With colleagues in Canberra, who needs political enemies?

Rattle around Spring Street long enough and you’ll soon discover that state governments often prefer their opponents to be in power in Canberra.

That’s not to say Premier Daniel Andrews didn’t “get on the beers” last month when his friend, factional ally and former housemate Anthony Albanese won the election.

Long-time friends Daniel Andrews and Anthony Albanese during the 2022 federal election campaign.Credit:Alex Ellinghausen

But Albanese’s win is somewhat of a poisoned chalice for the state Labor government and denies Andrews one of his most powerful weapons. Blame.

Throughout his time at One Treasury Place, Andrews has been blessed with three NSW Liberal prime ministers who he has, often fairly, blamed for a string of problems facing Victorians.

The message was simple; those Sydneysiders just don’t get us.

Andrews has also witnessed how the blurring of state and federal issues can derail election campaigns. He has even benefited from it.

Malcolm Turnbull was one of three NSW prime ministers in office during Daniel Andrews’ time as Victorian premier.Credit:Andrew Meares

Back in 2014, political watchers could be mistaken for thinking then-prime minister Tony Abbott was campaigning for Andrews ahead of the state election.

Six month before polling day, the Abbott government’s first budget, which included cuts to services, a welfare crackdown and a new Medicare co-payment, irreversibly damaged the Liberal Party’s brand.

The premier at the time, Denis Napthine, desperately tried to reassure Victorians he was on their side, despite belonging to the same political party as Abbott. It didn’t work.

Prime Minister Tony Abbott and Victorian Premier Denis Napthine ahead of the 2014 state electionCredit:Penny Stephens

Fast-forward to 2016, and this time you could be forgiven for thinking Andrews, as premier, was secretly campaigning to keep Malcolm Turnbull in The Lodge given his handling of the CFA pay dispute.

His government’s fight with volunteer firefighters made it almost impossible for wannabe prime minister Bill Shorten to campaign in his own state and is widely believed to have badly damaged his electoral prospects.

As one senior Labor figure quipped at the time, “Malcolm should send Daniel a case of Moet”.

In the more recent “pandemic years”, the Andrews government successfully heaped blame on the Morrison government for everything from its vaccine rollout to infrastructure funding and isolation rules. All in the name of standing up for Victorians.

Former Opposition Leader Bill Shorten and Premier Daniel Andrews in 2016.Credit:Alex Ellinghausen

It’s a powerful political tool and more often than not, it works.

Now, with his comrade Anthony Albanese in office, Andrews will need to rethink his strategy.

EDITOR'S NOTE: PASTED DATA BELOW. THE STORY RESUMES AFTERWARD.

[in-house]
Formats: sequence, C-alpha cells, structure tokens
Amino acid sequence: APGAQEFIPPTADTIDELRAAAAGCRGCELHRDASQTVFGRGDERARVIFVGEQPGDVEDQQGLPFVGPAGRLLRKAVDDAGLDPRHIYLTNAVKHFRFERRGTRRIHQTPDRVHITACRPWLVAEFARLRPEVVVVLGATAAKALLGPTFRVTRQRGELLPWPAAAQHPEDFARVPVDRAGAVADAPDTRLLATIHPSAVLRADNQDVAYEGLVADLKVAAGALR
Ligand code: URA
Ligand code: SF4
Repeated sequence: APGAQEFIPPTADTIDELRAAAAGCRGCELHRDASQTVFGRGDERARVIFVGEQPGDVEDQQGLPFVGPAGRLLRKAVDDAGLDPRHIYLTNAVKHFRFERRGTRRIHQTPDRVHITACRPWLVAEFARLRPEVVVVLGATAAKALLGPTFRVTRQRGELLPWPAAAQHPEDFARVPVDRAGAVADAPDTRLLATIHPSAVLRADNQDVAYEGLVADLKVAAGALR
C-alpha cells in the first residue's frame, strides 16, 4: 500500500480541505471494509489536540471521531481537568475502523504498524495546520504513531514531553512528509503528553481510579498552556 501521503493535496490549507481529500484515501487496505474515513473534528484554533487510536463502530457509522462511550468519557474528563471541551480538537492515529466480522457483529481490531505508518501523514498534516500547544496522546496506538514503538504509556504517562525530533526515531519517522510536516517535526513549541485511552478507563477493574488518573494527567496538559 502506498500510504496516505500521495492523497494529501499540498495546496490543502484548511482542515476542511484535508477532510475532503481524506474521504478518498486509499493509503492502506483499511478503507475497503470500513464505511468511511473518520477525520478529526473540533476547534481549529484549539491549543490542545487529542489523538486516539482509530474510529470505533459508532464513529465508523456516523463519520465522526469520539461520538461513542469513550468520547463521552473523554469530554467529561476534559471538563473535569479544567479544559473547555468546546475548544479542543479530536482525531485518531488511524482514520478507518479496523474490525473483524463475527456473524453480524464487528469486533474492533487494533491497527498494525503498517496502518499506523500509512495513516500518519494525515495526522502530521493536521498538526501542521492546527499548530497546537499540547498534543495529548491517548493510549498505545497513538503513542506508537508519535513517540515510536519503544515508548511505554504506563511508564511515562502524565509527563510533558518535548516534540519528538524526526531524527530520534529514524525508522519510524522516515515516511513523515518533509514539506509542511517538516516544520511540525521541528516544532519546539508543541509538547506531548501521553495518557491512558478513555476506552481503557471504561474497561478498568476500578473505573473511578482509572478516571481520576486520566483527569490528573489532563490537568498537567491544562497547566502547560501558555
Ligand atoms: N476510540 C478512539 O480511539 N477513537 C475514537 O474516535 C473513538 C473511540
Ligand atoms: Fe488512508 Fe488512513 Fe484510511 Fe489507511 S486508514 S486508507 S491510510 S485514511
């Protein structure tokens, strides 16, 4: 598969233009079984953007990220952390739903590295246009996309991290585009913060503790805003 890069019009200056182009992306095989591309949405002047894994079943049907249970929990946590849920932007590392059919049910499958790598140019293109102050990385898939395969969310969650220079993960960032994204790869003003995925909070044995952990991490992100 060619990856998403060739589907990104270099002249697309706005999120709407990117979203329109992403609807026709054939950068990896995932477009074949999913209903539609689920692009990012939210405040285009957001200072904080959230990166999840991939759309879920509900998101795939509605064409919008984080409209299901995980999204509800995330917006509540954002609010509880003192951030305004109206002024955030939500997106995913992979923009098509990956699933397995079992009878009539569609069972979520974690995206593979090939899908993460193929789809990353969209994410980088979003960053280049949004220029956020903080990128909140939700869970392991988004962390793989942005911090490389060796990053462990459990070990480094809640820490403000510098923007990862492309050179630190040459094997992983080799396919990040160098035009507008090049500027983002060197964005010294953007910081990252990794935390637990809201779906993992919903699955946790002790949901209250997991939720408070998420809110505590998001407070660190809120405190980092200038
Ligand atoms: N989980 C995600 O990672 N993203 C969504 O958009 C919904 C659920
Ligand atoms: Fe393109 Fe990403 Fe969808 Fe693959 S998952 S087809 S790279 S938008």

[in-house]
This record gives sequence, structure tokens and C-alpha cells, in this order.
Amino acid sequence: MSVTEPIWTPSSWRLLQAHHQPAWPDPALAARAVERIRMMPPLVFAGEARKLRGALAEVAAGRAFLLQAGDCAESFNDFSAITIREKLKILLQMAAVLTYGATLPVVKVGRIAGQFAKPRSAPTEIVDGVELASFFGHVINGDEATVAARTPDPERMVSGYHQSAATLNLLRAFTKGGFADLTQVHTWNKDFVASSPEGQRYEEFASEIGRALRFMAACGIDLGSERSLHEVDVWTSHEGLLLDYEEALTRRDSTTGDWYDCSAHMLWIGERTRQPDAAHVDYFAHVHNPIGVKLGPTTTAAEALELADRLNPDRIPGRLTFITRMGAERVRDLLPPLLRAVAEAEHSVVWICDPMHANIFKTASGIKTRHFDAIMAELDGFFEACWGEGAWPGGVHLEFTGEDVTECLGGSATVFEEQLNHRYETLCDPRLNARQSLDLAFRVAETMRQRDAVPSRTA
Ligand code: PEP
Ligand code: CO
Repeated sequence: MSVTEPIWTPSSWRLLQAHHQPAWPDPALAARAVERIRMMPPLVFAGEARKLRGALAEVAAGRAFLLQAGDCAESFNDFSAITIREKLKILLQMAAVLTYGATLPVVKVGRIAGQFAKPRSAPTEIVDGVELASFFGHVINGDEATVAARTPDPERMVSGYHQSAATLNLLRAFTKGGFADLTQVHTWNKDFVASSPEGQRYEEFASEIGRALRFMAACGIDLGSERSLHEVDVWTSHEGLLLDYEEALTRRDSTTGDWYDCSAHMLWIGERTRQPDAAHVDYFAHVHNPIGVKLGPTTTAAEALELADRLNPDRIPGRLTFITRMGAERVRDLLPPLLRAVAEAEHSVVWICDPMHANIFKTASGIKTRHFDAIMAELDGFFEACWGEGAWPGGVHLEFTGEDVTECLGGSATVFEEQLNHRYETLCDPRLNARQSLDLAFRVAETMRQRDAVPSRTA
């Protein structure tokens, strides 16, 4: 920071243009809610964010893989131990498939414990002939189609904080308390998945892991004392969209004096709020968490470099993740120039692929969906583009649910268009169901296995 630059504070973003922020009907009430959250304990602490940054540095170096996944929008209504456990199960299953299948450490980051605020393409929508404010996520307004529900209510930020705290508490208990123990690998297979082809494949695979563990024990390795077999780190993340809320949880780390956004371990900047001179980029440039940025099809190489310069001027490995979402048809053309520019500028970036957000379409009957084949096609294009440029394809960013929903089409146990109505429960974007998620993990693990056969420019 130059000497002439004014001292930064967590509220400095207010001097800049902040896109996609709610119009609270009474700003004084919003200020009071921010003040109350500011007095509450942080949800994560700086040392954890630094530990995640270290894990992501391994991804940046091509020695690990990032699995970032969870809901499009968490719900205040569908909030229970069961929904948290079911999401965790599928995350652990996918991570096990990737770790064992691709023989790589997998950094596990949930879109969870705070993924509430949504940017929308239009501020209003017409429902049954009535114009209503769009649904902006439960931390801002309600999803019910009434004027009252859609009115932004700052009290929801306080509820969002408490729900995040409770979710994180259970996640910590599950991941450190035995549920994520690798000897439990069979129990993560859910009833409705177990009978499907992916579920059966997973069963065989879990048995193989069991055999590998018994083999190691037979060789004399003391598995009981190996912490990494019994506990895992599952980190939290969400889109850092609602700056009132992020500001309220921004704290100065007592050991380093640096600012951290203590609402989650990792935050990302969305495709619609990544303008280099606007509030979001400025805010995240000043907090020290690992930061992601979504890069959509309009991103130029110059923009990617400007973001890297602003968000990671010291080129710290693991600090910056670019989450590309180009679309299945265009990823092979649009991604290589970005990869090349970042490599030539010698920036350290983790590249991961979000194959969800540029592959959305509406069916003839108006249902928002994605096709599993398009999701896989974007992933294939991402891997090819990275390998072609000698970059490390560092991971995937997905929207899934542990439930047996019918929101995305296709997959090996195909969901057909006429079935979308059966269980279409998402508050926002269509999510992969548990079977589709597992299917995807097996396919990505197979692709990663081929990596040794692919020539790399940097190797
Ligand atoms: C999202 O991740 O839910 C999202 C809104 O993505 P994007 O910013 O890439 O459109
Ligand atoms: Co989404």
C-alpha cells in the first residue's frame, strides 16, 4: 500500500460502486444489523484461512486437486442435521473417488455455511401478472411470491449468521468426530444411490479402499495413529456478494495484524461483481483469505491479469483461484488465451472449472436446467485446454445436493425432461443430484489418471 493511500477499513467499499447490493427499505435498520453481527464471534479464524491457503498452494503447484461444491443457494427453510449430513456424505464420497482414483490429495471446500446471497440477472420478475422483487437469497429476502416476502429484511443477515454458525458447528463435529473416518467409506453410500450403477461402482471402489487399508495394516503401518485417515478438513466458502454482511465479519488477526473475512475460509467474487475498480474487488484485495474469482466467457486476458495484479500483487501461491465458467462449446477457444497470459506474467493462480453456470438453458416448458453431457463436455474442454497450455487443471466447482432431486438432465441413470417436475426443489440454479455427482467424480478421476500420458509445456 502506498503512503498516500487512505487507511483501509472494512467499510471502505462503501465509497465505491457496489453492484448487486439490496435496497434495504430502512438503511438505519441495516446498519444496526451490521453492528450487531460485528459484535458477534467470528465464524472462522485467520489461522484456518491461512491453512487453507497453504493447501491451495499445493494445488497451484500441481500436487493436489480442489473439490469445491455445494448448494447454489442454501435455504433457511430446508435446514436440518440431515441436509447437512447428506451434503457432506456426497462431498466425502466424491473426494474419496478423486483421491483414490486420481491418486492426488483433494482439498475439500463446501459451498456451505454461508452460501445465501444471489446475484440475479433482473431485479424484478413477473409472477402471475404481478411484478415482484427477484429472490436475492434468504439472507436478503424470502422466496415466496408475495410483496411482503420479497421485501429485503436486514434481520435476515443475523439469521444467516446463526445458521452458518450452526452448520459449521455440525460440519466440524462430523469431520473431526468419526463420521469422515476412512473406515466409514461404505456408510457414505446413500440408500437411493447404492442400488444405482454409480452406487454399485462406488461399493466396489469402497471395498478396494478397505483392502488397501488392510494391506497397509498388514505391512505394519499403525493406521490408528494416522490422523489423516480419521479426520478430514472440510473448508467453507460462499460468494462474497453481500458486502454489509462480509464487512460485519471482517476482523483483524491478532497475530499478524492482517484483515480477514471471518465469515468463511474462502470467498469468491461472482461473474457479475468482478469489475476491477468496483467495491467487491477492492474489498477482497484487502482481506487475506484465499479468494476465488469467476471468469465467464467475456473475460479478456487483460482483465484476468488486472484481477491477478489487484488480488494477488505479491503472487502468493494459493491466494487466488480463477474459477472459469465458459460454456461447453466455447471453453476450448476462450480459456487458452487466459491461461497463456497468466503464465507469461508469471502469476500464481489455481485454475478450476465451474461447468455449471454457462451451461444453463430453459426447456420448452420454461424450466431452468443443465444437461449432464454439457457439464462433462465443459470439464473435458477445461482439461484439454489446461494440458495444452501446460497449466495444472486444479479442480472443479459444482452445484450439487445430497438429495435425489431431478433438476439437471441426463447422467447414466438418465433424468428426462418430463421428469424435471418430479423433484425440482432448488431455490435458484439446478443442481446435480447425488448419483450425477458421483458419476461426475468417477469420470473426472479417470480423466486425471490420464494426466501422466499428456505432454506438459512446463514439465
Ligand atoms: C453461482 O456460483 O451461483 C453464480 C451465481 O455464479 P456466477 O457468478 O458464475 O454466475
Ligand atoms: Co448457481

The first test is expected within weeks when Albanese convenes a meeting of the national cabinet. Andrews has been vocal about his desire for more hospital funding and is unlikely to stop blaming Canberra for Victoria’s diabolic health woes ahead of the November poll.

Albanese has acknowledged the pressures hospitals are under but has so far refused to stump up any serious moolah.

And with his Treasurer Jim Chalmers warning of Australia’s dire budget position, it will be almost impossible for Albanese to fix the state’s collapsing hospital system.

Despite this, the Andrews government remains somewhat hopeful the red team in Canberra will offer it a political lifeline and extend the increased health funding for COVID, beyond its September deadline.

After years of complaining about being short-changed on infrastructure funding, the Andrews government is now boasting about having “a true partner in Canberra”, although it is yet to secure everything it wants.

So far, Albanese has only offered up $2.2 billion for the eastern section of the Andrews government’s Suburban Rail Loop, well short of the $11.5 billion it wants. That cash is also expected to hinge on an independent assessment of the plan.

With Albanese in The Lodge, not only has Andrews lost his ability to blame the federal government for his policy problems. He may also be forced to defend Labor’s decisions in the face of surging inflation and rising energy costs.

Despite these challenges, honest brokers from both sides believe Albanese’s gloss is unlikely to wear off before the state election, meaning he will, in the short term at least, remain a political asset to the Andrews government’s re-election campaign.

New Liberal leader Peter Dutton has promised to show voters his softer side.Credit:Alex Ellinghausen

This stands in stark contrast to the state opposition which will be working overtime to ensure new Liberal leader Peter Dutton remains north of the Murray River for at least the next six months.

Dutton’s rise is a political headache for Matthew Guy who has barely recovered from the damage his Canberra colleagues caused in 2018 when they rolled Turnbull weeks before the state election.

While Guy insists voters can distinguish between state and federal issues, he knows firsthand they are also willing to punish a state party for federal mistakes.

Pollsters report that Dutton’s net likeability score is in the red.

This has some of the most senior Victorian Liberals worried that the “Dutton factor” will further damage the Liberal Party’s brand in Victoria and will only justify the decisions of thousands of one-time Liberal voters, who abandon the party last month, never to return.

With colleagues in Canberra, who needs enemies.

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